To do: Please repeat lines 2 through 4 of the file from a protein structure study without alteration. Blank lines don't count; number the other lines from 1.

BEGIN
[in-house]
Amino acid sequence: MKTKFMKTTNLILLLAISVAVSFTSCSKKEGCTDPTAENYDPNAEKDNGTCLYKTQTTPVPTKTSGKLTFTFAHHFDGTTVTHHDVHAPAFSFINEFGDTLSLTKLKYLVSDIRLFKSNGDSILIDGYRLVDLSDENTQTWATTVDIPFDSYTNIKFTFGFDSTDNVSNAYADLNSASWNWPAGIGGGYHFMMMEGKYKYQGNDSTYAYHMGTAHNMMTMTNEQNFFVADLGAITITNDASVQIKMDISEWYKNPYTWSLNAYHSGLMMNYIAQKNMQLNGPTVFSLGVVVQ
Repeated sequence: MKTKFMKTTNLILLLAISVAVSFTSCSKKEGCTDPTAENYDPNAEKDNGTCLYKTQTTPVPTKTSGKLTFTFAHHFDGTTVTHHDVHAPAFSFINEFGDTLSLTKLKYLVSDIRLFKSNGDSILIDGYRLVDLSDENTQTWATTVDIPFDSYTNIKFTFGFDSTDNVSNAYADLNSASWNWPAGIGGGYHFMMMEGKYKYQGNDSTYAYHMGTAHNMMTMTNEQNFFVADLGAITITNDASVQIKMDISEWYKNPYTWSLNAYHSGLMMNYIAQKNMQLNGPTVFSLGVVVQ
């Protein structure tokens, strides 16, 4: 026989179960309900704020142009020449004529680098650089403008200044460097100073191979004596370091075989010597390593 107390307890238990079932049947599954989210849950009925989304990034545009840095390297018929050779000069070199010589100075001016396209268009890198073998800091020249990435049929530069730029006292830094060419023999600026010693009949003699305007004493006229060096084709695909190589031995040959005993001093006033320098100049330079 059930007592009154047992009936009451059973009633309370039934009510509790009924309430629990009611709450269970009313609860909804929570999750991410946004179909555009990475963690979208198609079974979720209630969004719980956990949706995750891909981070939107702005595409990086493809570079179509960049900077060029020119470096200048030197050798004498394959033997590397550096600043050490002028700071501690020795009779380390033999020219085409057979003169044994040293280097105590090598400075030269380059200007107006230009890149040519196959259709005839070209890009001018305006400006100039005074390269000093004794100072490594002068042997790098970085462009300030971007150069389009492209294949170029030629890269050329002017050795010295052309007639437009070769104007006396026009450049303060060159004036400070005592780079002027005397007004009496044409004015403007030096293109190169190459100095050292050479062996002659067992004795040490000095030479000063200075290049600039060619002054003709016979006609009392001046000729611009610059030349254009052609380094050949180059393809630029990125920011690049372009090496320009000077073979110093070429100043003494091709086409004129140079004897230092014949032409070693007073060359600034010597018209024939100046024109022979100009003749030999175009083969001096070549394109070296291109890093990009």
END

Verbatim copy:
Amino acid sequence: MKTKFMKTTNLILLLAISVAVSFTSCSKKEGCTDPTAENYDPNAEKDNGTCLYKTQTTPVPTKTSGKLTFTFAHHFDGTTVTHHDVHAPAFSFINEFGDTLSLTKLKYLVSDIRLFKSNGDSILIDGYRLVDLSDENTQTWATTVDIPFDSYTNIKFTFGFDSTDNVSNAYADLNSASWNWPAGIGGGYHFMMMEGKYKYQGNDSTYAYHMGTAHNMMTMTNEQNFFVADLGAITITNDASVQIKMDISEWYKNPYTWSLNAYHSGLMMNYIAQKNMQLNGPTVFSLGVVVQ
Repeated sequence: MKTKFMKTTNLILLLAISVAVSFTSCSKKEGCTDPTAENYDPNAEKDNGTCLYKTQTTPVPTKTSGKLTFTFAHHFDGTTVTHHDVHAPAFSFINEFGDTLSLTKLKYLVSDIRLFKSNGDSILIDGYRLVDLSDENTQTWATTVDIPFDSYTNIKFTFGFDSTDNVSNAYADLNSASWNWPAGIGGGYHFMMMEGKYKYQGNDSTYAYHMGTAHNMMTMTNEQNFFVADLGAITITNDASVQIKMDISEWYKNPYTWSLNAYHSGLMMNYIAQKNMQLNGPTVFSLGVVVQ
């Protein structure tokens, strides 16, 4: 026989179960309900704020142009020449004529680098650089403008200044460097100073191979004596370091075989010597390593 107390307890238990079932049947599954989210849950009925989304990034545009840095390297018929050779000069070199010589100075001016396209268009890198073998800091020249990435049929530069730029006292830094060419023999600026010693009949003699305007004493006229060096084709695909190589031995040959005993001093006033320098100049330079 059930007592009154047992009936009451059973009633309370039934009510509790009924309430629990009611709450269970009313609860909804929570999750991410946004179909555009990475963690979208198609079974979720209630969004719980956990949706995750891909981070939107702005595409990086493809570079179509960049900077060029020119470096200048030197050798004498394959033997590397550096600043050490002028700071501690020795009779380390033999020219085409057979003169044994040293280097105590090598400075030269380059200007107006230009890149040519196959259709005839070209890009001018305006400006100039005074390269000093004794100072490594002068042997790098970085462009300030971007150069389009492209294949170029030629890269050329002017050795010295052309007639437009070769104007006396026009450049303060060159004036400070005592780079002027005397007004009496044409004015403007030096293109190169190459100095050292050479062996002659067992004795040490000095030479000063200075290049600039060619002054003709016979006609009392001046000729611009610059030349254009052609380094050949180059393809630029990125920011690049372009090496320009000077073979110093070429100043003494091709086409004129140079004897230092014949032409070693007073060359600034010597018209024939100046024109022979100009003749030999175009083969001096070549394109070296291109890093990009």